HTTP Stalling Detector

HTTP stalling DoS attacks take advantage of an inability for webservers to determine if a remote client is just connected over a slow link or if the remote client is deliberately sending data very slowly to avoid the webserver doing a timeout and shutting down the connection to preserve local system resources. The behavior that is typically seen by attackers is to open a lot of connections a slowly dribble out data to prevent the webserver from timing out the connection. If a webserver is using a smallish worker pool, this resource exhaustion can be easy to reach.

Many modern webservers have become more defensive about these type of resource exhaustion attacks, but it's still prudent to watch for the attacks and it's very plausible that a number of vulnerable web servers are still present in production networks. It's also possible that a webserver might be resistent to one form of the attack and still vulnerable to another. For example, a webserver might be resistent to data being sent slowly in POST body but vulnerable to data being sent slowly in a single HTTP header or multiple HTTP headers. This script is intended to catch the overall notion of data being sent too slowly in any part of the client request and should catch any of these attack styles.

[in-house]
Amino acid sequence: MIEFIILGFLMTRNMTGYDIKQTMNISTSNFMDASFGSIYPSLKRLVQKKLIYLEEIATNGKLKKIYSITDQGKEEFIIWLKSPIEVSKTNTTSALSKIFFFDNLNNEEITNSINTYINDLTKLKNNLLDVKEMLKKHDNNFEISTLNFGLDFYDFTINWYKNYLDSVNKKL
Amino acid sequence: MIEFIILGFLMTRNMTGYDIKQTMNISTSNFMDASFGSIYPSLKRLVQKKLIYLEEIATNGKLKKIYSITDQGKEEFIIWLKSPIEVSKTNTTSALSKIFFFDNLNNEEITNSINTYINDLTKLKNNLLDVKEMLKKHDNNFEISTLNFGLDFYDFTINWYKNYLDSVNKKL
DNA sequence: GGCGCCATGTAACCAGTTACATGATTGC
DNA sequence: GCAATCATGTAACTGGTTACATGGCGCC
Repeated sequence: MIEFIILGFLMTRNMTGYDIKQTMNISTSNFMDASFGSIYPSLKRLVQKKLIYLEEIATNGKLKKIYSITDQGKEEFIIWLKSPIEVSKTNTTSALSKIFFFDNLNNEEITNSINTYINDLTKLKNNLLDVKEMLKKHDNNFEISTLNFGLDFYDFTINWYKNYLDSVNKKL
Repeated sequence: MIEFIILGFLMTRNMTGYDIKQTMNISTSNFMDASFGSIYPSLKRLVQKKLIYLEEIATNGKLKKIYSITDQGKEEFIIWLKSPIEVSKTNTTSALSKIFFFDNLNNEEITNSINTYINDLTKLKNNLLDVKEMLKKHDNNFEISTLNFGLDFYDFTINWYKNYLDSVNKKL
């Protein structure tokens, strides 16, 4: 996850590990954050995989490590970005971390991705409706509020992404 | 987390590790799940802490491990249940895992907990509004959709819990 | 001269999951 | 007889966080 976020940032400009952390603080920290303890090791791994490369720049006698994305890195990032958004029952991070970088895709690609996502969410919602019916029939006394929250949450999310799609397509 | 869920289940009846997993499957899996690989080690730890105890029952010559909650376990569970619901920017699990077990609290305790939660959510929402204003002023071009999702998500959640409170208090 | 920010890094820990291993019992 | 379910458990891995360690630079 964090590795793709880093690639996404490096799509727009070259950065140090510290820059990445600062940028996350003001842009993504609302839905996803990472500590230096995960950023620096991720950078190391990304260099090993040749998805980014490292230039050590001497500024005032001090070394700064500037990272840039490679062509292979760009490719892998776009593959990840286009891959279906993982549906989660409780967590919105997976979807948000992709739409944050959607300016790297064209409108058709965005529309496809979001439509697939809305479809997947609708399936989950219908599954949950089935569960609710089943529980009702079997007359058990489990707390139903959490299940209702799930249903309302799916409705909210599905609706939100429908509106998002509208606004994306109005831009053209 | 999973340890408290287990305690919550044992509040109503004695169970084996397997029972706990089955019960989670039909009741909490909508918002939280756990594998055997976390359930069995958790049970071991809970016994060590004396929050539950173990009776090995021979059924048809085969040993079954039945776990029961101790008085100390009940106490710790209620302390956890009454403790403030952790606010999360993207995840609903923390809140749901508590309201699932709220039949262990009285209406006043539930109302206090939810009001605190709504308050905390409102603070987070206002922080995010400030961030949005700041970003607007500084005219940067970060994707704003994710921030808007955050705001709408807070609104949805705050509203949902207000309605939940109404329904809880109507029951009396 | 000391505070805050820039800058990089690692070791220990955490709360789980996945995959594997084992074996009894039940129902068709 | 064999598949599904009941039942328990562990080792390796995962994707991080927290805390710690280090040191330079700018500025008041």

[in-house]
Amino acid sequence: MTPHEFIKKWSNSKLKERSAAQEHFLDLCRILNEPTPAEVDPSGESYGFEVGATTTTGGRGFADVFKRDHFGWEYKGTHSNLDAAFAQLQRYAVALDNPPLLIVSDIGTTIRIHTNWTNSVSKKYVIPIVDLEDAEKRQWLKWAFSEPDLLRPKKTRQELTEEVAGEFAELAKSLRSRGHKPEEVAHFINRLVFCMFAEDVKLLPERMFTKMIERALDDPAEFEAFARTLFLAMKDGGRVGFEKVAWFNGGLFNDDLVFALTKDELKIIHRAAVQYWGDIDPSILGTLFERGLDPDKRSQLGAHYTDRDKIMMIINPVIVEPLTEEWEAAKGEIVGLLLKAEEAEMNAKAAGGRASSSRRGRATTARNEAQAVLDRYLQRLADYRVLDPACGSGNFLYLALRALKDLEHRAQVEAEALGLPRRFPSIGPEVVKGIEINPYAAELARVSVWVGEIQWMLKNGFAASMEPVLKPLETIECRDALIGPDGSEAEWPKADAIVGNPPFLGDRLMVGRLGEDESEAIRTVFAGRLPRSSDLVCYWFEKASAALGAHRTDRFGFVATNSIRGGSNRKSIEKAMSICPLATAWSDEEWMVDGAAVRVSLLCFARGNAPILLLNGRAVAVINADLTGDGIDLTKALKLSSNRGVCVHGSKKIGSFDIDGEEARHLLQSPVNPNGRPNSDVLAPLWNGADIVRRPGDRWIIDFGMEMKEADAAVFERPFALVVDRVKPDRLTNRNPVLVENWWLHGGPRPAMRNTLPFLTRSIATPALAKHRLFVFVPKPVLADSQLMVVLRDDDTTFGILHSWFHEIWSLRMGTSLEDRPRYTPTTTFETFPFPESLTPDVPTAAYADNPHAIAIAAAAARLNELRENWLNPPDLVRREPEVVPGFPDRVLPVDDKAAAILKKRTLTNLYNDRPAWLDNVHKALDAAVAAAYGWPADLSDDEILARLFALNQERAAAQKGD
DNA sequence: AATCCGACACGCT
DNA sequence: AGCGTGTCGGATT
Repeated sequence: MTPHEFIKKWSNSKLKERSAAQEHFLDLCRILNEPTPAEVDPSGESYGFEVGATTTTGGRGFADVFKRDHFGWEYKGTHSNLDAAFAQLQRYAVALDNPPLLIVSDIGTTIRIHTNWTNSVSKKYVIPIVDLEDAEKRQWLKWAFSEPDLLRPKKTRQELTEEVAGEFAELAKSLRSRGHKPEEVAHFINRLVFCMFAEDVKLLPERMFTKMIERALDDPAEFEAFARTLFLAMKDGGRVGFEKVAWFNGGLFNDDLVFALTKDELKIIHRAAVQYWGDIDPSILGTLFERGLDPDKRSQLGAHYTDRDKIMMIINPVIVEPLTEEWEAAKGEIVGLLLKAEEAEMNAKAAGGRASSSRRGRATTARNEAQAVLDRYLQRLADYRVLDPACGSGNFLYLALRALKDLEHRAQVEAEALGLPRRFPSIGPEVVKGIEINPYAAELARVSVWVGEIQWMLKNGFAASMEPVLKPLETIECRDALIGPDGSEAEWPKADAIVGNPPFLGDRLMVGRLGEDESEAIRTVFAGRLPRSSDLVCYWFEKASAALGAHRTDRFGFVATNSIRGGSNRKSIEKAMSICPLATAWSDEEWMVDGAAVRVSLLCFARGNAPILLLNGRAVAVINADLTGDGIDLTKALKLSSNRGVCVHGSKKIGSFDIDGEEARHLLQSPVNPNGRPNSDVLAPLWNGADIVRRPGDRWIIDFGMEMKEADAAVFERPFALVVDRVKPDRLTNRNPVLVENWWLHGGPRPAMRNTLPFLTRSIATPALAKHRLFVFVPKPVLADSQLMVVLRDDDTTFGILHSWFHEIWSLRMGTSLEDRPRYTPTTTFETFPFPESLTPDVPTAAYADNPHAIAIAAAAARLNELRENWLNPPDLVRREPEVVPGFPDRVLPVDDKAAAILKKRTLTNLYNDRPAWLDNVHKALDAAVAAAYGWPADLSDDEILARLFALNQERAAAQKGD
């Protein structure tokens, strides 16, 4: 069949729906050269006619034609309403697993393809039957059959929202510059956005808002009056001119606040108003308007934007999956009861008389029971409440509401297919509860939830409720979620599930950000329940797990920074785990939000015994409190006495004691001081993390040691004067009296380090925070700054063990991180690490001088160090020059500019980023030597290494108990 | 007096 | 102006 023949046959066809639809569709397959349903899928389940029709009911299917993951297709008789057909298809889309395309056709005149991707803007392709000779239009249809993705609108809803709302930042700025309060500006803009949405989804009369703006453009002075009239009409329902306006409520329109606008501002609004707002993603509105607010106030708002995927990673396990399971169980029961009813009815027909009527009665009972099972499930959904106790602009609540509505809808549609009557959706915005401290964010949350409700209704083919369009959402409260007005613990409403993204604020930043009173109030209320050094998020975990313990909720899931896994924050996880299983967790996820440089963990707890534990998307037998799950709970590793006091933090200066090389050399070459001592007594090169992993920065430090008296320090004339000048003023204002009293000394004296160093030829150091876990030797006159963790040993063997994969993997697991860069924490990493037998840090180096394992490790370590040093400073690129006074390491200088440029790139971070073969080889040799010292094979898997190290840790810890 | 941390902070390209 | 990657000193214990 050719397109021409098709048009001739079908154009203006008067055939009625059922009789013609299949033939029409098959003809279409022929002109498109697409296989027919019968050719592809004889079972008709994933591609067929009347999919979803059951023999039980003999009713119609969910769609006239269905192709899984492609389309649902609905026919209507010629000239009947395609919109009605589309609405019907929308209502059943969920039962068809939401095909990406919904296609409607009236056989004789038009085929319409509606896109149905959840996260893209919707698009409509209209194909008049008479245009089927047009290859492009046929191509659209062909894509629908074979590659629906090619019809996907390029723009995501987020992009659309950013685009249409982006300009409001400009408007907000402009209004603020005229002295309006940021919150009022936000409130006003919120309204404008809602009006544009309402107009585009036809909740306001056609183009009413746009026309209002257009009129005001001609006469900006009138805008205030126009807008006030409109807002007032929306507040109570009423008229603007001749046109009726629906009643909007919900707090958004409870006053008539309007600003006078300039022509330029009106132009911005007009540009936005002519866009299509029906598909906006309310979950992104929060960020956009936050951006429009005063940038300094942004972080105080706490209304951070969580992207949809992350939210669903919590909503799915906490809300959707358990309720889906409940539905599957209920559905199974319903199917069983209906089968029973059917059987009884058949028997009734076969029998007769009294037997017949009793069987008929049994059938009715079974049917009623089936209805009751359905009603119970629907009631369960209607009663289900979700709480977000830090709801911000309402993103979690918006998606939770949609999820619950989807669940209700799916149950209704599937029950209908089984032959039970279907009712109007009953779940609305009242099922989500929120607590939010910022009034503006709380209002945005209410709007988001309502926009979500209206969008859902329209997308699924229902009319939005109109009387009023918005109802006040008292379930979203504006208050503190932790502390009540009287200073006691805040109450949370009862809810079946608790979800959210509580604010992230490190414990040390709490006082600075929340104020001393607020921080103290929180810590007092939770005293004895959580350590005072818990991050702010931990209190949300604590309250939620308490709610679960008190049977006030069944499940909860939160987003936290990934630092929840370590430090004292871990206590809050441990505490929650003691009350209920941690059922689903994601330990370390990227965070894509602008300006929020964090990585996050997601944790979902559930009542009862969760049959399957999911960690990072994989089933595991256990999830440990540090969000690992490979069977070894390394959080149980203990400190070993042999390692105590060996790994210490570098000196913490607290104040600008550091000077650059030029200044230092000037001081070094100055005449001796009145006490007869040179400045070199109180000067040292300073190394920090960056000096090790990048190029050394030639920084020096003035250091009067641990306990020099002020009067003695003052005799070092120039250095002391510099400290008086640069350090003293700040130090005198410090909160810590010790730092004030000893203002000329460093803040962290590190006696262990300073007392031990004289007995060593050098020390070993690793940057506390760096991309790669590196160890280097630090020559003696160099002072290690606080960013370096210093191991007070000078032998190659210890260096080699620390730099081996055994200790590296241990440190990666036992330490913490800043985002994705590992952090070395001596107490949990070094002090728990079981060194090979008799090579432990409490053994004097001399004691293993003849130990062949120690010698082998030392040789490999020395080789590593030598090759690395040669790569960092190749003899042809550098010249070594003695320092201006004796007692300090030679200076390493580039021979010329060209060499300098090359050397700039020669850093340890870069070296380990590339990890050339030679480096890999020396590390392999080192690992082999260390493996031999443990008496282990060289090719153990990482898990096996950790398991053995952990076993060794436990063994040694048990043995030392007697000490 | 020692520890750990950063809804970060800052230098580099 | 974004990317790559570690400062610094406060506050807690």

This is easiest to install through the Bro package manager::

bro-pkg refresh
bro-pkg install bro/corelight/http-stalling-detector


The output from this script is a pair of notices:

HTTPStalling::Attacker - This indicates that attacker performing an HTTP stalling attack was detected.

HTTPStalling::Victim - This indicates that a particular host was targetted by one or more attackers.

The notices are split into two like this because there is some software to do these attacks that can use proxies to spread out the attackers across many originating IP addresses. The concern is that if a single request is all that ever comes from an IP address, the attack would never be detected. By splitting into attackers and victims, the victim shows up very clearly even in the presence of this type of attempt at obfuscation.


Written by Seth Hall

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